Every year, millions of Americans are discouraged, harassed and even forbidden from exercising their most fundamental right in an electoral democracy: the right to vote, according to the Brennan Center for Justice.
Nearly half of eligible voters did not vote in the 2016 presidential election across the US, according to data of early turnout rates compiled by the United States Election Project.
It wasn't the lowest turnout in history, though. According to Mashable, about 49% of eligible voters didn't participate in the 1996 election, in which Democratic candidate Bill Clinton beat Republican candidate Bob Dole. Unfortunately, we were close to making history. This could, in part, be attributed to the fact that this election was the first one since the 2013 Supreme Court ruling against the Voting Rights Act (VRA).
One of the top issues we should be considering are the voting experiences that people had during the election. It appears that turnout was lower than the 2012 election, something that doesn't happen very often. From voters who were turned away at the polls to voters who decided to stay home this year for their own reasons, my team worked with the Brennan Center and Lincoln Park Strategies to conduct a poll across several key states where voter suppression is often reported to figure out what was behind this drastic decrease in voters. Check out the data in this infographic.
Here's a summary of what we discovered:
– Black voters voted at a higher rate than White or Hispanic voters.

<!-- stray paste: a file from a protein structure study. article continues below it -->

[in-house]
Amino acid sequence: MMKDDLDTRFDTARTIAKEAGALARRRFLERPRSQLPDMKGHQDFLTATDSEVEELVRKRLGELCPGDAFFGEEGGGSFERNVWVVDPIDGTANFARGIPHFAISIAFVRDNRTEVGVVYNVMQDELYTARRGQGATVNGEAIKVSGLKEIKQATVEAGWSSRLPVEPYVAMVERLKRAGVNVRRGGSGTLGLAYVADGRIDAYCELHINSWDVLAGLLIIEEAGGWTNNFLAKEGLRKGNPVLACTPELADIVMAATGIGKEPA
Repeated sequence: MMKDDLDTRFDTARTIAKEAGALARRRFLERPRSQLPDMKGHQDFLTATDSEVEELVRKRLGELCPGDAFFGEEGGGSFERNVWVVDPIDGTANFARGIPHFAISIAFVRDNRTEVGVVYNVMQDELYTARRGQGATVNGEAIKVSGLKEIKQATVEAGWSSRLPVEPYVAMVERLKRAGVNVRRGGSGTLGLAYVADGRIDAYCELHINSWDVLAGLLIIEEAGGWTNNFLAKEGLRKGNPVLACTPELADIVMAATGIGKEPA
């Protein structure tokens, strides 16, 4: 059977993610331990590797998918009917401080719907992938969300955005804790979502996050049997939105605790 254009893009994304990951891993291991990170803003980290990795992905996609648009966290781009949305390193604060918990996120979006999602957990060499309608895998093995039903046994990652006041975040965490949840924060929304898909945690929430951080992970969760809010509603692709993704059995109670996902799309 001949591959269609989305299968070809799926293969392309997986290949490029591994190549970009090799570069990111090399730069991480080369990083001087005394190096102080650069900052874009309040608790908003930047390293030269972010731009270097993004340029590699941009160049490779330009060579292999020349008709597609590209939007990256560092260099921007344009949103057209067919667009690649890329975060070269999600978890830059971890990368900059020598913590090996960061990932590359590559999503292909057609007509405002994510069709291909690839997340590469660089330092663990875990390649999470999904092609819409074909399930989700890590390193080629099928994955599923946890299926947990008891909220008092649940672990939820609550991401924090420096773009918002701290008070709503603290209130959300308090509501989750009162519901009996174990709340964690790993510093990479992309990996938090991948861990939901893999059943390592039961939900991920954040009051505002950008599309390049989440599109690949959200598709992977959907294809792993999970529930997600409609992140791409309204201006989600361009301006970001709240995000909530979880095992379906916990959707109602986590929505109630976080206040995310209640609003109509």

– Millennials and Gen Xers were far more likely to have voted for Hillary Clinton than for Donald Trump.
– Hispanic voters were 2x more likely to wait in line for 30-60 minutes or more than white voters.
– 61% of eligible unregistered voters said they couldn't register because they didn't update their address.
– Hispanic voters were 2x more likely to be harassed or called derogatory names before the election than White voters.
– Provisional ballots played a large role in the election and were more likely to have negatively impacted Millennials.
– Hispanic voters were 2x more likely to have their eligibility called into question at the polls than White voters.
– 31% of Americans polled couldn’t get time off of work to go vote.
Our goal was to really look into the causes of people not voting, and we did. My take is simple: I figure that service members and vets risk their lives for us, and to thank 'em, the least we can do is register to vote and then actually vote. It's patriotic, and it shouldn't be hard for eligible voters to do.
The poll was conducted by Rad Campaign and Lincoln Park Strategies in late November and polled 3,050 Americans online and 450 Americans by phone in Texas, Florida, North Carolina,Ohio, Wisconsin, and Arizona, as well as the following counties: Mecklenburg (NC), Harris (TX), Orange (FL), Duval (FL), and Broward (FL). California and Minnesota voters were also polled as control states.
Did you vote in this election? What was your experience?